“We’re really fortunate in Nova Scotia, in that we don’t have a high-density population, so there are areas that we can get out easily to and not feel like it’s really hard to practice social distancing. I can’t imagine what it’s like being in New York City and just having to walk down the street and going in elevators with people,” says Kirkland.
Any sporting activity that involves body contact or proximity, or involves touching a shared object of play, is going to be riskier than a solo sport.
“Things like basketball and soccer and all of those kinds of things, where you are running around. You're yelling, you're sweating. You're in physical contact, and I think those are the more difficult things to really come to grips with. And I'm not sure there is a safe way of doing it,” says Kirkland of team sports.
This is as opposed to a game of catch or tennis, where you remain distant but share an object of play.
“It’s like a light switch. Everybody’s touching the same thing, but as long as you don’t touch your face and as long as you are sanitizing, as you say, before and after, then chances are the risk is relatively low. If you're doing some kind of contact sport, like football, where you're tackling somebody, not so much.”
Festivals and concerts
Summer conjures images of seas of people in front of outdoor stages, but this is a tableau that Kirkland isn’t eager to see in 2020.
“In the summertime, we have almost a festival a week. There’s lots of stuff going on, but it’s really hard in those kinds of circumstances to maintain physical distance. I think about all of the free musical programs and people stand very closely and listen. It seems such a shame to not have those things, but I really think that the biggest risks are when we’re in groups,” she says.
Besides physical proximity, a second risk factor is how loud you have to be just to be heard in a crowd.
“Granted, outside is better than inside, but I don’t think that there’s no risk at all. Even raising your voice and talking loudly is more likely to transmit the virus than speaking in a lower voice.”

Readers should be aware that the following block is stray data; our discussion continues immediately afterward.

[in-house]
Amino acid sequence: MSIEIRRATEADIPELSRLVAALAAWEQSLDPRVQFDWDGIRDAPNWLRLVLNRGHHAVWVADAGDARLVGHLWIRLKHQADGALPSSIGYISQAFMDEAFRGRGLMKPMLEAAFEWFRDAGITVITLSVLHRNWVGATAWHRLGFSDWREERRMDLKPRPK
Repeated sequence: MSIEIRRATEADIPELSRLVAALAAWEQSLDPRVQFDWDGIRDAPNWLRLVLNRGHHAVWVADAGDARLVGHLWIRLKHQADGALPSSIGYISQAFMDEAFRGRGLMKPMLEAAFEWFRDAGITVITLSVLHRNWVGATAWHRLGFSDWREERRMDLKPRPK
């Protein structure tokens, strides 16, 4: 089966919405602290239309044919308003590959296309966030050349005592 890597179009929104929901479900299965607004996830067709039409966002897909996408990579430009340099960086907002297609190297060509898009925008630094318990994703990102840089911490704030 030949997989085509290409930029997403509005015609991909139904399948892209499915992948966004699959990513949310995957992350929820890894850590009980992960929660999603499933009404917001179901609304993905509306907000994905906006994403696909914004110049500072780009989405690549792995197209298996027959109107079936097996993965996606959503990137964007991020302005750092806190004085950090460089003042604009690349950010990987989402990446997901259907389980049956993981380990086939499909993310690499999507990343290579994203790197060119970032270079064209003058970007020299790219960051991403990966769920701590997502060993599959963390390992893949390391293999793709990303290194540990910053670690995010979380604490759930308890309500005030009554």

“I do think that the air is generally well-filtered in airplanes. But we all know that it’s like being in a cattle car these days, flying in an airplane. You are so close to the next person. And the server is leaning across you to provide you with drinks and food and things like that,” says Kirkland. “Again, I think you just do everything to decrease the risk. You wear a mask, you sanitize your entire seat. You do all those things. Do I think flying’s a high-risk activity? Yeah, I do.”
As with the pool, the risk in flying is less dependent on the environment on the craft itself than it is on the environment getting onto the plane.
“I can’t imagine standing six feet apart in a lineup to get onto the plane and have everybody not run into somebody else. Airports are congregate spaces.”
Brave new world
With fewer new cases across the East Coast, it’s natural to want to believe that the risk is zero. It’s important to remember that the testing numbers are not a perfect match to what’s actually out there.
“I think we’re probably missing a few (cases), but I think that if it was more wide-spread, we’d see it in terms of hospital admissions,” says Kirkland. “I can’t give you the actual risk level, but I think that, particularly now, particularly because essentially we have the first wave under control, there’s not a lot of community infection that we know about right now. But I think we need to still be testing and I do believe that we will have a second wave.”
Summer activities are going to carry an extra layer of risk until a treatment or vaccine is found.
“I think we just have to understand that there are risks, and keep in mind the things that we can do to minimize them. Social distancing is a key one, even if you're outside. If you're social distancing and you're outside, I think that it’s probably OK to not wear a mask. But I really believe that if you're indoors in a public space, you should wear a mask.”
Given that every trip outside carries some risk of infection, Kirkland advises prioritizing the things you really want or need to do outside your home.
“If you decrease the number of interactions that you have, you decrease the risk. It doesn’t mean that you have to have zero interactions. But you just have to understand that the more interactions you have, the greater the risk becomes,” she says.
“I don’t think it comes down to not doing anything. I don’t think you have to stay home. But we do a lot of things that we don’t really need to do. I think we just have to be really mindful.”
And if you’re under the weather, it’s not the time to try to be a hero and fight through it to go to any event.
“I think it’s absolutely critical though that if you're sick, you stay home. If you're sick in any way,” Kirkland says. “We know that there’s a lot of mild infections. We know that there’s a huge range of symptoms. It’s not worth taking the risk.”